10 Nov 2005

Drug abuse prevalence and the death penalty

Au Waipang questions the assumptions of creationists:

The data for drug abuse prevalence rates are taken from the website of the United Nations Office on Drugs and Crime
(UNODC)
. The numbers are estimates of the percentage of a country's population, aged 15 – 64, who are hooked on opiate drugs (which includes heroin).

The columns on the right relating to the death penalty are from Amnesty International's website.

Singapore indeed has a low rate of drug abuse. Only about 0.1 percent of our population are considered to have so succumbed. But this is also the case for Finland, Sweden and Mexico. Yet these countries do not need the death penalty to enjoy the same low rates of drug abuse.

An interesting table of data compiled at Yawning Bread surveys the drug abuse prevalence in 19 countries including Singapore and will immediately ask the question to those so eager to believe that the death penalty is an efficient deterrent, why it is that:

1. Countries such as Mexico, Sweden and Finland are able to achieve the same prevalence rate (0.1%) as Singapore without the use of the death penalty; and

2. Countries such as China (0.2%), Malaysia (0.2%) and Thailand (0.5%) have higher prevalences than Singapore despite enacting the death penalty on drug traffickers.

Assuming that the death penalty should be the first line of defence against the trafficking of drugs and its availability to the population neglects many other factors that may dominate the observed low drug prevalence. The conclusion is that the death penalty most certainly cannot be the prevailing factor in deterring drug abuse. And yet it is still the death penalty supporters who insist that without the death penalty, the fabric of society will collapse to the drug trade.

the death penalty may not be the cause of scarce availability of drugs in SG. They could simply co-exist, analogous to the co-existence of dark clouds and rain. Could there be more direct causes?

a) Increased vigilance in customs inspection for drugs
b) Improved use of technology in drugs detection
c) Increased police manpower for Central Narcotics Bureau
d) Increased collaboration within ASEAN on sharing of information on drug syndicates
e) Stricter penalties against personal drugs consumption
f) Increased public education on dangers of drugs consumption
g) Improving social conditions in SG (conditions that encourage drug use)

These are indeed simple yet important factors suggested by mrdarren that the same people brush away so easily without a moment's thought. These hypotheses in addition to Waipang's findings will never be concrete evidence to prove the death penalty inefficient; only Singapore's own statistics on execution rates can do that. But they do show the complexity of the issue. And certainly one that cannot easily be tackled by assumptions.

30 comments:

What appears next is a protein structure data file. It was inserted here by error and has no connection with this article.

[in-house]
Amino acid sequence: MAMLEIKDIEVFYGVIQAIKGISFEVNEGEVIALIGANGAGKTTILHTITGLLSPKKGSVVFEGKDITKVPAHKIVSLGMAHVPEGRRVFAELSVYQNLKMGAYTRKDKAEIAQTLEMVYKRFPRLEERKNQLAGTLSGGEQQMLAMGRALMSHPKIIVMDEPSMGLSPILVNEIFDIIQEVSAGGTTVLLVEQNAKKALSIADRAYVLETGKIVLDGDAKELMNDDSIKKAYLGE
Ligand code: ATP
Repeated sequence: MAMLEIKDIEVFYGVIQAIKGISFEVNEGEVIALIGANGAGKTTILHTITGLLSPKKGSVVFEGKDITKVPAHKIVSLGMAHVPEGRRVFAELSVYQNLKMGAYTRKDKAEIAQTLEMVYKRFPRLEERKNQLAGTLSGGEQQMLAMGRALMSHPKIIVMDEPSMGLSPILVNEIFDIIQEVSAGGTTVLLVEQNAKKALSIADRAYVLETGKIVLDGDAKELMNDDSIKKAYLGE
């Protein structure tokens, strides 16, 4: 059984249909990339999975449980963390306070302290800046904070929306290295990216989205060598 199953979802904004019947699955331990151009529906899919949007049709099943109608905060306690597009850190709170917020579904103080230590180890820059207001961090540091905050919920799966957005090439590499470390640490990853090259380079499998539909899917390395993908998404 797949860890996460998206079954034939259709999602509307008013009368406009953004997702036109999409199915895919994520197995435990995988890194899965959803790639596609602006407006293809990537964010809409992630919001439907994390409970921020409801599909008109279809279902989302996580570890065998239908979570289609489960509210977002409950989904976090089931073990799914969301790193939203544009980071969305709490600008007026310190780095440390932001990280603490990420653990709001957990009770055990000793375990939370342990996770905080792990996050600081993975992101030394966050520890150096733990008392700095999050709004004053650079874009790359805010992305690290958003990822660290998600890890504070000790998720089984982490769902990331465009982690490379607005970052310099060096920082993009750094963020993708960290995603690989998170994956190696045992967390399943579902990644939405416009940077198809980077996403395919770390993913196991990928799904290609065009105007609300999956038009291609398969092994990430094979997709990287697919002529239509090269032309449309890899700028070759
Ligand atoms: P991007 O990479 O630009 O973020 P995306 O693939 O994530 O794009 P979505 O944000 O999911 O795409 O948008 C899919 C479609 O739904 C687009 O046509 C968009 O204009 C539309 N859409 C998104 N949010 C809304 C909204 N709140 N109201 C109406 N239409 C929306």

Anonymous said...

I wonder what basis is there to make a comparison between Singapore and the same low rates of drug abuse in such countries as Finland, Sweden and Mexico. Drug abuse and addiction have historical and cultural roots. The older generation in Singapore would remember the existence of Opium dens lining Victoria and Bencoolen streets during the British colonial era just over 40 years ago. Many large British trading houses of olde actively traded in Opium - the selling of it to native Asians (hence the Opium wars) - in Burma (Myanmar), Malaya, and Hong Kong during the colonial period. The addiction to the drug by large numbers of Chinese was carried over from generation to generation. It was only in an independent Singapore and the coming into being of tough anti-drug laws that rampant drug abuse was scaled back dramatically. I am not sure what historical and cultural roots Finland, Sweden and Mexico have had with regard to the problem of drug abuse/addiction. But I wonder whether the comparison of their low rates of abuse/addiction with that of Singapore's is apt.

mrdarren said...
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mrdarren said...

let us pressure the government to show proof that death penalty as deterrence works, whether for murder or drug trafficking. Because all scientific studies conducted thus far indicates that death penalty does not work as deterrence. We cannot just assume it works here. At least be responsible for the lives executed (over 400 and counting according to AI) and conduct some local studies to the effect! Don't just release a letter to Australia stating your conclusions, without justifying the basis of your reasoning. This is what an honest and intelligent government should do.

Anonymous said...

mrdarren, the only point I am in agreement with you on is the need for local studies on the subject. Whatever "scientific studies" that have been conducted elsewhere might have absolutely zero applicability to the Singapore situation because, as my initial post above yours has already mentioned, of the historical and cultural context, among other contexts (such as the efficiency or otherwise of law enforcement in a geographically compact city-state as against the sprawling nature of larger sovereign entities).

clyde said...

You seem to have neglected some of the factors mentioned by mrdarren, which could equally if not more, have played a part in cleaning up the rampant drug abuse 40 years ago. But do you suspect that if the death penalty were abolished, we would fall back to the same opium-infested society and resume our culture of drugs?

You are absolutely right that statistical trends in one country cannot be applied to another. Too many variables make it impossible. And cultural history is just but one of them. But the difference in Waipang's findings is that no trend is involved. He has not established a direct relationship between the death penalty and prevalency of addicts. His measure of deterrence is only relative to other countries. But for the purpose of showing that the death penalty is not the only factor, it is a valid comparison.

strom said...

"Because all scientific studies conducted thus far indicates that death penalty does not work as deterrence."